Did You Know?

Women were the first brewers, and often referred to as brewsters.


Years and years ago, there was a Sumerian deity named Ninkasi known as the goddess of alcohol; more specifically, her name translated to the “lady who fills the mouth.” Ninkasi, the brewer to the gods themselves, defined that women were to brew beer.

Egyptian art has also depicted that women were the common brew masters of their civilization.

Fast forwarding to the medieval times, tavern keepers across Europe were primarily women. Brewing beer was learned well before the emergence of wine, as beer was a valuable source of vitamins that replenished a common diet of dried, salted meats. During this era, beer was safer to drink than water. Not-so-fun fact: tavern keepers were punished for bad or spoiled beer because of how critically it was depended on.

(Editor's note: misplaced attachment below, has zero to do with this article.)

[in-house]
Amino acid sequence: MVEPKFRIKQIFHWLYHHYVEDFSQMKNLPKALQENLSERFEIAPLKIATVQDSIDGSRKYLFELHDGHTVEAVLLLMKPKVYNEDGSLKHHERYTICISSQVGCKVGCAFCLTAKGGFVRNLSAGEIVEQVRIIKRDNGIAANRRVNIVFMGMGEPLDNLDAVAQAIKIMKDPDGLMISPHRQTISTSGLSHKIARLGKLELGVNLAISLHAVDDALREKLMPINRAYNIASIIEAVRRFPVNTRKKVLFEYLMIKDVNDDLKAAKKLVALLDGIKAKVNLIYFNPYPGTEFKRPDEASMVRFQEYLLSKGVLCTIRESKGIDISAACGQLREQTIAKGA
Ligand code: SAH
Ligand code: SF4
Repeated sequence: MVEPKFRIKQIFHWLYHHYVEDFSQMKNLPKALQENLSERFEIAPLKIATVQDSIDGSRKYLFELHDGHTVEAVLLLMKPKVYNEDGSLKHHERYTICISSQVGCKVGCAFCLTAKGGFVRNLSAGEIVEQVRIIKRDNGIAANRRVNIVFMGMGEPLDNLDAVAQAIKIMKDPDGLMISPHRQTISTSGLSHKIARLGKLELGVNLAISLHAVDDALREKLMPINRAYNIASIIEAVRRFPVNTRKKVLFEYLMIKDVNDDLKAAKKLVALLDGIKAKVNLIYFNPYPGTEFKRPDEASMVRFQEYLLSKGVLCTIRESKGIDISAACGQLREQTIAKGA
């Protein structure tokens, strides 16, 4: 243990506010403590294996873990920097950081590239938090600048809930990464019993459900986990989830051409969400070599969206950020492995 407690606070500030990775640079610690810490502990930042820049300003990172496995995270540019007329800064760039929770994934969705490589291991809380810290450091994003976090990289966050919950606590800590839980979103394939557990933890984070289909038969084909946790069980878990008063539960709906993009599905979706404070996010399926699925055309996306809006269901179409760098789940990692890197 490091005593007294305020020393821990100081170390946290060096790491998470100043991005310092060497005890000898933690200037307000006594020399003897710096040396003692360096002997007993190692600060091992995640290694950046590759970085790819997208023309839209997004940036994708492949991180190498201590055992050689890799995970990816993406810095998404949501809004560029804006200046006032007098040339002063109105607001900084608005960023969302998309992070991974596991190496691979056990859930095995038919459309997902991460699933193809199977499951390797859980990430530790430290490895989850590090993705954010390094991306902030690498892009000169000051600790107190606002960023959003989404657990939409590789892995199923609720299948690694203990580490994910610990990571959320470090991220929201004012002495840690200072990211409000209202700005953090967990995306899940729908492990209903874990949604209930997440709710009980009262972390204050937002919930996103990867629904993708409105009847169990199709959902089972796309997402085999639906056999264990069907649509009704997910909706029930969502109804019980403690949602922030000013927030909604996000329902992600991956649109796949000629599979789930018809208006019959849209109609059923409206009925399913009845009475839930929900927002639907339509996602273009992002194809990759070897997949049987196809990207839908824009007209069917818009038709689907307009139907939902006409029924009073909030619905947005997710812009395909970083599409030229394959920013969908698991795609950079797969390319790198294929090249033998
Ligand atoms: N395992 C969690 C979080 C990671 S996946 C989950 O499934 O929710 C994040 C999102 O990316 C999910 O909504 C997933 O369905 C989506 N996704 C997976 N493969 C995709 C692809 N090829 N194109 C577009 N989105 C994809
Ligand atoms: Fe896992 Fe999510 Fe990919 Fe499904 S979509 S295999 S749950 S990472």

After the colonization of America, women still were the family brewsters. Their beers were crafted from harvested corn, oats, wheat, pumpkin, and more. The boiling of worts and use of hops was non-existent, but turning bottles weekly during fermentation was surely part of the process.

Brewing was considered a domestic, homemaker’s task until the late 18th century. By this time, beer was beginning to be brewed at a larger scale and become commercialized. As there was money to be had, the beer business became a male-dominant boom.

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